14. Outlines help but going off plan can be just the exciting jolt you need.
  15. People won’t notice everything you do, but that doesn’t make it matter less.
  16. Make yourself proud of your effort and output. It’s not worth putting out schlock.
  17. Once you’ve reached your goal, you can stop or keep the momentum going. Up to you.
  18. Engage, engage, engage. It’s one thing to say I write for myself and another to engage with your readers. Writing is for reading – it’s not all about you.
  19. Avoid getting caught up in your self-judgements.
  20. Doing something is better than doing nothing.
  21. Falling short of a goal is not the end of the world. When all you can see is the gap, and not how far you’ve come, that’s the problem.
  22. Let yourself shine through in all that you do. I’ve never had more people hone in on a single word in my writing than sucktastic. I say it; it’s me.
  23. Make your dare a priority. Block the time to write (or do what it is you want to do – exercise etc.). Don’t assume that the time will magically appear in your day.
  24. If you want to get unstuck, do something different – not only a small, easy tweak to your current plan. Push yourself.
  25. Share your goals! When you tell people what you’re doing, they can cheer you on, support you and be your fan as you cross your finish line.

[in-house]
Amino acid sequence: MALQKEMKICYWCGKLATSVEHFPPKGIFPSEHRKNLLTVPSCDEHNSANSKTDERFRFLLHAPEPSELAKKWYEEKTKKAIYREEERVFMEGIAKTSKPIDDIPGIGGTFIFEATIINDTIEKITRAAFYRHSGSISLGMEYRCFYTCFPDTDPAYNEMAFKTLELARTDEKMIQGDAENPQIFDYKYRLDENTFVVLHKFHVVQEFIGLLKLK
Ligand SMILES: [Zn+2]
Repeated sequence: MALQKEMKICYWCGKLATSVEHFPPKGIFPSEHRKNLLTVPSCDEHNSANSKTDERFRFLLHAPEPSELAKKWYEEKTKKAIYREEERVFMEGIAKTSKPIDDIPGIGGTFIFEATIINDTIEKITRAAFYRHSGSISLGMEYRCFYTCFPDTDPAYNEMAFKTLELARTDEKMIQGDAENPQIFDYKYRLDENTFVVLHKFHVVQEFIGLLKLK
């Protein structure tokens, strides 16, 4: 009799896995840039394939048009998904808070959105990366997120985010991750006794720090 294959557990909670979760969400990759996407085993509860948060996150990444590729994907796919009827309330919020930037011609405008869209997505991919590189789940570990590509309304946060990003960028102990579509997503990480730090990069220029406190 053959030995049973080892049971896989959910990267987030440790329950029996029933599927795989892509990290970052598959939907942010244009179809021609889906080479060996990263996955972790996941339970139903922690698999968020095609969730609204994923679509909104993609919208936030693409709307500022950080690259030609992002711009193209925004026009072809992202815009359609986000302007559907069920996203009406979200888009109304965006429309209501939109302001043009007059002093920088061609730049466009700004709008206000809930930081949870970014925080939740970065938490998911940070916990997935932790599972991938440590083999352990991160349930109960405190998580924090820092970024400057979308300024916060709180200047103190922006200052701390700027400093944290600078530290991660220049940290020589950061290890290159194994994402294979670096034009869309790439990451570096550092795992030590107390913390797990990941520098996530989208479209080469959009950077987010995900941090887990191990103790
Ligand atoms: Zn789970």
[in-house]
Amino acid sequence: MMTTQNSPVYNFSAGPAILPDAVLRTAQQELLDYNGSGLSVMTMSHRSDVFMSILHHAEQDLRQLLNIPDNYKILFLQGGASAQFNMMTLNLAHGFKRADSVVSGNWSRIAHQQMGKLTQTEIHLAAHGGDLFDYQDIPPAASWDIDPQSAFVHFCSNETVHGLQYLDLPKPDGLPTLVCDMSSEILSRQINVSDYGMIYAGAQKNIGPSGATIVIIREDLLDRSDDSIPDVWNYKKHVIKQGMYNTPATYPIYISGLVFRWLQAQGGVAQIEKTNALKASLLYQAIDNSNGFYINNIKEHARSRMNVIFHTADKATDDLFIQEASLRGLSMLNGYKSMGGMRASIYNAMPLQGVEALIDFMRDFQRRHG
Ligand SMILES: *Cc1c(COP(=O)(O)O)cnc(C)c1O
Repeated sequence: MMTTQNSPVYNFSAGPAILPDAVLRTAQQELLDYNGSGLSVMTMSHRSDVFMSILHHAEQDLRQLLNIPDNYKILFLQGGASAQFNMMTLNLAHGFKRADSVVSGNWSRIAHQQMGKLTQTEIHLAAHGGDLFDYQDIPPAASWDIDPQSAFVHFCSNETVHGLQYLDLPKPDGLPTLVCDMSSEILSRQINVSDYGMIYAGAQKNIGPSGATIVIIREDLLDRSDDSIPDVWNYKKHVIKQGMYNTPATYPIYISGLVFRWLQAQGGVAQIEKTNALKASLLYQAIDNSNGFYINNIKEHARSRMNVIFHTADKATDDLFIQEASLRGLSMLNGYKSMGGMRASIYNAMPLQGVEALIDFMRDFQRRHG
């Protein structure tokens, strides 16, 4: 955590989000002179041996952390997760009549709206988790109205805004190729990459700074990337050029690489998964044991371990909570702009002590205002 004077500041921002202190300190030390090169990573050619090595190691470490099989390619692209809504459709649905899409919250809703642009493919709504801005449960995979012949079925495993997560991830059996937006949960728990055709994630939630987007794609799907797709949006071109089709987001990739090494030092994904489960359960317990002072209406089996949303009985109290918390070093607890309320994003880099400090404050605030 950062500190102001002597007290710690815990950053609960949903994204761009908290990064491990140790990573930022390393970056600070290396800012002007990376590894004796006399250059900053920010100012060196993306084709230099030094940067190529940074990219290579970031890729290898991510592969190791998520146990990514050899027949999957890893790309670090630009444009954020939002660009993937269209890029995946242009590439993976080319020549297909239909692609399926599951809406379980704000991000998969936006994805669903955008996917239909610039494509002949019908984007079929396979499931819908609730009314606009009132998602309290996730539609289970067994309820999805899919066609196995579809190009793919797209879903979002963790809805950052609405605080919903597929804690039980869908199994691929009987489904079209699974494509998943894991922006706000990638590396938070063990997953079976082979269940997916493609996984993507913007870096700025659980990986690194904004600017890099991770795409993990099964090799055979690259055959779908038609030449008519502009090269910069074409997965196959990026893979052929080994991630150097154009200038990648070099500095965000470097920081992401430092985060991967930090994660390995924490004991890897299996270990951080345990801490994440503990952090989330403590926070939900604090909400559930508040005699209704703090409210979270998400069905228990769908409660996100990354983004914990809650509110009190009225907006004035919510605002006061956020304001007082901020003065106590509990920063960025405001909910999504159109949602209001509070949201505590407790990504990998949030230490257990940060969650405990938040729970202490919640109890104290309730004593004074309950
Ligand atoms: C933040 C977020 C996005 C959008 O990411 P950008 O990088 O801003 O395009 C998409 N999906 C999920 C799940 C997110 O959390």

26. Set a goal that stretches you but will not break you. If your goal strikes too much fear in your heart, you’ll stop before you start. (I’m glad I went for 30 days and didn’t start with 365)
  27. Make a choice and stop wishing. Don’t be one of those people who says, “I always wanted to…” Do it.

When was the last time you felt the stretch? The discomfort zone is huge and new territory. Ready to explore?

I dare you.

If you’re feeling stuck and in a rut, it’s likely time for a change. Check out my five-week eCourse: Get Unstuck and Choose to Move for inspiration and hands-on activities to discover your next step.


{ 16 comments… read them below or add one }

John Thurlbeck April 12, 2016 at 6:35 am

Hi Alli

Loved the post, especially your honesty!
I’ve just missed a goal I set myself for this year. I’d planned to launch my new website www,johnthurlbeck.com on 11 April 2016. I’m not beating myself up about it. I know why I missed the deadline and I’m going to reset my deadline. In knowing why I missed the deadline many of your 30 lessons resonated.
On an even more positive note, I spent three weeks in Bali and only missed my weekly blog posting deadlines twice – once it was a day later, no big deal, and yesterday I missed it completely. Then again I’d just returned the day before from three weeks vacation and my day was just crazy.
My takeaway from all of this is that goals are very helpful for keeping focused and ensuring you achieve stuff., However, they are not fixed in concrete. As long as you reflect on why/how you missed a goal and can identify ways to fix or improve the situation, then carry on.